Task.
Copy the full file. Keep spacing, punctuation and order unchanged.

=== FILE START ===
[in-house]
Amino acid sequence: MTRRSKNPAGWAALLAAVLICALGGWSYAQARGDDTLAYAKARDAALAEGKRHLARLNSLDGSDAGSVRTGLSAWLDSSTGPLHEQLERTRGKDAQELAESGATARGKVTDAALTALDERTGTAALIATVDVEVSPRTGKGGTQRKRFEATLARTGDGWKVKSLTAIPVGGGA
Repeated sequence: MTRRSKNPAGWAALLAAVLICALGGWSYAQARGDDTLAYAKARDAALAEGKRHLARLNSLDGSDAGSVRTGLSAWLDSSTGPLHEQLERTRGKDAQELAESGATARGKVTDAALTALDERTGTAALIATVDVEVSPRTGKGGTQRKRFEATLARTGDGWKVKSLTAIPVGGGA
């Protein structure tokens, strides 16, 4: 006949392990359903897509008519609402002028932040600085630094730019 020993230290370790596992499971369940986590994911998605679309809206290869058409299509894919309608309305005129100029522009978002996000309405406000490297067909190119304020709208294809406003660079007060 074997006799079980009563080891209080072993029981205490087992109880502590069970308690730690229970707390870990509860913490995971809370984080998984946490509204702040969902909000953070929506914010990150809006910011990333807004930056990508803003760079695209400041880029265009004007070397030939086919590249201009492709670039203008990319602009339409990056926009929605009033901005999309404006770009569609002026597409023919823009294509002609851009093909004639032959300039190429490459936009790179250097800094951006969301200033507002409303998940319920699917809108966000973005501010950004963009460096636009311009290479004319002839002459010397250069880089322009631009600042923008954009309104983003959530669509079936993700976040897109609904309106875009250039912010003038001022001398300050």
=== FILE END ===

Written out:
[in-house]
Amino acid sequence: MTRRSKNPAGWAALLAAVLICALGGWSYAQARGDDTLAYAKARDAALAEGKRHLARLNSLDGSDAGSVRTGLSAWLDSSTGPLHEQLERTRGKDAQELAESGATARGKVTDAALTALDERTGTAALIATVDVEVSPRTGKGGTQRKRFEATLARTGDGWKVKSLTAIPVGGGA
Repeated sequence: MTRRSKNPAGWAALLAAVLICALGGWSYAQARGDDTLAYAKARDAALAEGKRHLARLNSLDGSDAGSVRTGLSAWLDSSTGPLHEQLERTRGKDAQELAESGATARGKVTDAALTALDERTGTAALIATVDVEVSPRTGKGGTQRKRFEATLARTGDGWKVKSLTAIPVGGGA
């Protein structure tokens, strides 16, 4: 006949392990359903897509008519609402002028932040600085630094730019 020993230290370790596992499971369940986590994911998605679309809206290869058409299509894919309608309305005129100029522009978002996000309405406000490297067909190119304020709208294809406003660079007060 074997006799079980009563080891209080072993029981205490087992109880502590069970308690730690229970707390870990509860913490995971809370984080998984946490509204702040969902909000953070929506914010990150809006910011990333807004930056990508803003760079695209400041880029265009004007070397030939086919590249201009492709670039203008990319602009339409990056926009929605009033901005999309404006770009569609002026597409023919823009294509002609851009093909004639032959300039190429490459936009790179250097800094951006969301200033507002409303998940319920699917809108966000973005501010950004963009460096636009311009290479004319002839002459010397250069880089322009631009600042923008954009309104983003959530669509079936993700976040897109609904309106875009250039912010003038001022001398300050």